How Millennials Are Avoiding Credit Card Debt

The following is a post by MPFJ staff writer, Toi Williams, who is a professional finance blogger for MarketBeat. She has backgrounds in personal finance, sales, and real estate.

Young Americans under the age of 35, who are often referred to as millennials, are increasingly avoiding credit cards and the debt that tends to come with them. Roughly 63 percent of millennials don’t have a credit card, versus only 35 percent of older adults, according to data from the Federal Reserve. The data also suggested that millennials are using credit cards less than people of a similar age did in the past.

The number of Americans under the age of 35 holding credit card debt has reached its lowest level since the data was first collected in 1989. According to the Survey of Consumer Finances, roughly 37 percent of American households headed by someone aged 35 and under held credit card debt in 2013. That is down nearly a quarter from immediately before the financial crisis that began in 2008. The level has not fallen as much for any other age group.


Reasons For Avoiding Credit Cards

There are numerous reasons for millennials’ avoidance of credit cards. Some young Americans say that they are avoiding credit cards because they have lived through the damage such debt caused during the financial crisis. Others say that they avoid credit cards because they do not trust the financial markets. Some watched as consumer and small business credit lines were cut off in the midst of the financial crisis.

Some millennials are dealing with much larger student debt loads than previous generations. The Project for Student Debt found that student debt increased an average of 6 percent each year from 2008 to 2012. According to federal data, the average American under the age of 35 now has $17,200 of student debt. That is 182 percent higher than Americans of the same age had in 1995. These burdensome student debt loads make it hard for them to take on any more debt.

Laws passed after the financial crisis also make it much harder for younger people to secure credit cards. The Credit Card Accountability, Responsibility and Disclosure Act of 2009, or CARD Act, mandated that borrowers must prove they have the means to repay the debt. The CARD Act also altered the lending landscape by restricting the ability of banks to market their products on college campuses. Today, many of the tents that credit card companies used to pitch all over college campuses to advertise their products have vanished.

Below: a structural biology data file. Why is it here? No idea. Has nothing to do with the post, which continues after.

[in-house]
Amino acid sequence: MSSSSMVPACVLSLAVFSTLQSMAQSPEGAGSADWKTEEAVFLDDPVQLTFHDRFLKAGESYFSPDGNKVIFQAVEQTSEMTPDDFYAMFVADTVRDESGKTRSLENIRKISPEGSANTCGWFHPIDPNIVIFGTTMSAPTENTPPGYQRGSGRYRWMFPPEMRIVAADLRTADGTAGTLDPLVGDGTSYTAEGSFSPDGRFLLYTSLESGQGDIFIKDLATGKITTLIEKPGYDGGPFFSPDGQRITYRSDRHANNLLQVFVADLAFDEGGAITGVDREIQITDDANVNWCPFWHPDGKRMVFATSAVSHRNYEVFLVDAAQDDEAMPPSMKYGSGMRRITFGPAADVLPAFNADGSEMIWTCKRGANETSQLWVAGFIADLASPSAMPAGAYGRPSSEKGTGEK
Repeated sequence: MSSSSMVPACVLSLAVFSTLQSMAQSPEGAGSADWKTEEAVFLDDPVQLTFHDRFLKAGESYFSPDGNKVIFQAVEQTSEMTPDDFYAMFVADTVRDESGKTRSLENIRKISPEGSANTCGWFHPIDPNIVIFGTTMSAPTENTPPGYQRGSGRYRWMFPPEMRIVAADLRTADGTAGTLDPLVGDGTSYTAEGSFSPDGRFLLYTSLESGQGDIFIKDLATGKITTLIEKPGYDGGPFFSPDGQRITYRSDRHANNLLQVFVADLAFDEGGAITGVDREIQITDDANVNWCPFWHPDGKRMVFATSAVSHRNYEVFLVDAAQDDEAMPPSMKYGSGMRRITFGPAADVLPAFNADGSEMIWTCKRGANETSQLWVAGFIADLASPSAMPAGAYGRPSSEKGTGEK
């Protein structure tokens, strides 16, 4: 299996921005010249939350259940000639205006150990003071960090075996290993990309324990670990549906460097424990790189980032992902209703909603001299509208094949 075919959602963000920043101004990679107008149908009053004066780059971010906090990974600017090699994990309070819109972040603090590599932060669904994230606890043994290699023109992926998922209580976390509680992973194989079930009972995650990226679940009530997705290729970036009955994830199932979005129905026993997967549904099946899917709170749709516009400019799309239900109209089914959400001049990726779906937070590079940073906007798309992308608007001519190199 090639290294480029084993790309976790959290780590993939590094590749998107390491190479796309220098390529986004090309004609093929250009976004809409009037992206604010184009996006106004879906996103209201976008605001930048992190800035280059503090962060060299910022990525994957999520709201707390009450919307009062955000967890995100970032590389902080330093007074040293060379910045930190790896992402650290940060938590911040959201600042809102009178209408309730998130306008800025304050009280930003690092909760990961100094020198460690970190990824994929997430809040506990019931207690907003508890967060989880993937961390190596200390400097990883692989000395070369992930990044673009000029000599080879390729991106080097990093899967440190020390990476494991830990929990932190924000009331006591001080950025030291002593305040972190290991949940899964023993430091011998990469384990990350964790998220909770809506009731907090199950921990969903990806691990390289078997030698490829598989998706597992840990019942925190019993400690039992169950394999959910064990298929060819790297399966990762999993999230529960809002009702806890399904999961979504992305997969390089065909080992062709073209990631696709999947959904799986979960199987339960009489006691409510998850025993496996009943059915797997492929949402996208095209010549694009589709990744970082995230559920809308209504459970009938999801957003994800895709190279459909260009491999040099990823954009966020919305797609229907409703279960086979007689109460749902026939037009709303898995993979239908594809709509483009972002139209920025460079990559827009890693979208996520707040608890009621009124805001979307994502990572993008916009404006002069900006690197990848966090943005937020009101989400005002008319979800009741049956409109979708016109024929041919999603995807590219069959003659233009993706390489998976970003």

Many young Americans believe the risks involved with debt outweigh the benefits. Credit cards offer the temptation to spend beyond one’s means. The idea with a credit card is you’re essentially putting money down that you don’t have and making a promise to repay it back with additional money for the convenience of having what you want right now. Some millennials simply prefer to pay for things as they go, without having to worry about paying a bill later.

Millions of millennials are using payment methods that do not involve debt for their purchases. Debit cards, which draw funds directly from a bank account, offer many of the same payment advantages as credit cards without the risk of accumulating debt. For online purchases, an app like Venmo or an online payment service like PayPal can be used.


The Consequences of Avoiding Credit Cards

Millennials’ avoidance of credit cards could prove detrimental in the long term, not just for them, but for the financial system as well. Historically, credit card use during the young adult years have made Americans more comfortable with making larger purchases with debt when they are older. Having a credit card also helped them establish a credit score, giving them more access to financial services later in life.

Having a good credit score is more important for this generation than previous ones because today, many more things are tied to credit scores. Credit scores are used to determine interest rates on mortgages and personal loans, may be used as a qualification for a rental home or employment opportunity, and may be used in the determination of insurance premiums. Those with low credit scores or non-existent credit histories find themselves paying more for the same financial services that others obtain at a much lower rate.

Fortunately, millennials don’t need to go into debt to get a good credit score. By paying off the credit card debt completely each month, they can still have good reports sent to the credit bureaus based on the open account. However, a survey by Bankrate found that only 40 percent of millennials with credit cards pay off their balances in full each month, compared with 53 percent of older adults. Millennials were also most likely to miss payments completely.


Finding a Good Credit Card

For millennials that do choose to use a credit card, picking the right card is key. Those just starting with credit cards should choose the card with the lowest annual interest rate without being distracted by offers for cash back or rewards. Until you have experience using the card, you will not know whether the rewards offered are worth it or even if you will spend enough to qualify for the rewards. You can always get an additional card with rewards after you have established your credit history.

Finding a credit card with a reasonable interest rate may be difficult for most millennials. According to Experian, the average millennial has a VantageScore of 628, which lenders largely consider subprime. Even for millennials with higher scores, the lowest available APRs offered on new credit cards topped 15 percent on average last summer according to, marking a five-year high. These rates are expected to rise with future rate hikes by the Federal Reserve, as there are legal limits on certain card fees but no limit on APRs.